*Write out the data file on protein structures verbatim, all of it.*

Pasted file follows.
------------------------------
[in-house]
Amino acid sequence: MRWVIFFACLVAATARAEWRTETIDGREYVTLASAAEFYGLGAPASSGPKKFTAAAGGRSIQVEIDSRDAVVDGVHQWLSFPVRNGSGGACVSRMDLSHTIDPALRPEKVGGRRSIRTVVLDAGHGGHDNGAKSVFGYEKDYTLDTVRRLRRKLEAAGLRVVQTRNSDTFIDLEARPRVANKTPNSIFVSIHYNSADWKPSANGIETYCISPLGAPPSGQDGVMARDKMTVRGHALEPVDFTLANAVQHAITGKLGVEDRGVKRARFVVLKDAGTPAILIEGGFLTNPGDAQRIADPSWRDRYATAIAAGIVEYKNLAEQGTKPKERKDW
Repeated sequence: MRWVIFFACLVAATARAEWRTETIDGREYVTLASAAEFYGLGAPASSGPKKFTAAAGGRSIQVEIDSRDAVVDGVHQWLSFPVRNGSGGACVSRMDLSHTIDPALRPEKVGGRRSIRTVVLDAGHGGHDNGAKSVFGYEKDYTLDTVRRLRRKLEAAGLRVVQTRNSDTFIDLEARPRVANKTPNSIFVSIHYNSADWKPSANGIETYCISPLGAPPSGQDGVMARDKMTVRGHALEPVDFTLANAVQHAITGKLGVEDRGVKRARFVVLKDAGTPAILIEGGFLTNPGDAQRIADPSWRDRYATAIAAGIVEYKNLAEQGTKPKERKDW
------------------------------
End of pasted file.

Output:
[in-house]
Amino acid sequence: MRWVIFFACLVAATARAEWRTETIDGREYVTLASAAEFYGLGAPASSGPKKFTAAAGGRSIQVEIDSRDAVVDGVHQWLSFPVRNGSGGACVSRMDLSHTIDPALRPEKVGGRRSIRTVVLDAGHGGHDNGAKSVFGYEKDYTLDTVRRLRRKLEAAGLRVVQTRNSDTFIDLEARPRVANKTPNSIFVSIHYNSADWKPSANGIETYCISPLGAPPSGQDGVMARDKMTVRGHALEPVDFTLANAVQHAITGKLGVEDRGVKRARFVVLKDAGTPAILIEGGFLTNPGDAQRIADPSWRDRYATAIAAGIVEYKNLAEQGTKPKERKDW
Repeated sequence: MRWVIFFACLVAATARAEWRTETIDGREYVTLASAAEFYGLGAPASSGPKKFTAAAGGRSIQVEIDSRDAVVDGVHQWLSFPVRNGSGGACVSRMDLSHTIDPALRPEKVGGRRSIRTVVLDAGHGGHDNGAKSVFGYEKDYTLDTVRRLRRKLEAAGLRVVQTRNSDTFIDLEARPRVANKTPNSIFVSIHYNSADWKPSANGIETYCISPLGAPPSGQDGVMARDKMTVRGHALEPVDFTLANAVQHAITGKLGVEDRGVKRARFVVLKDAGTPAILIEGGFLTNPGDAQRIADPSWRDRYATAIAAGIVEYKNLAEQGTKPKERKDW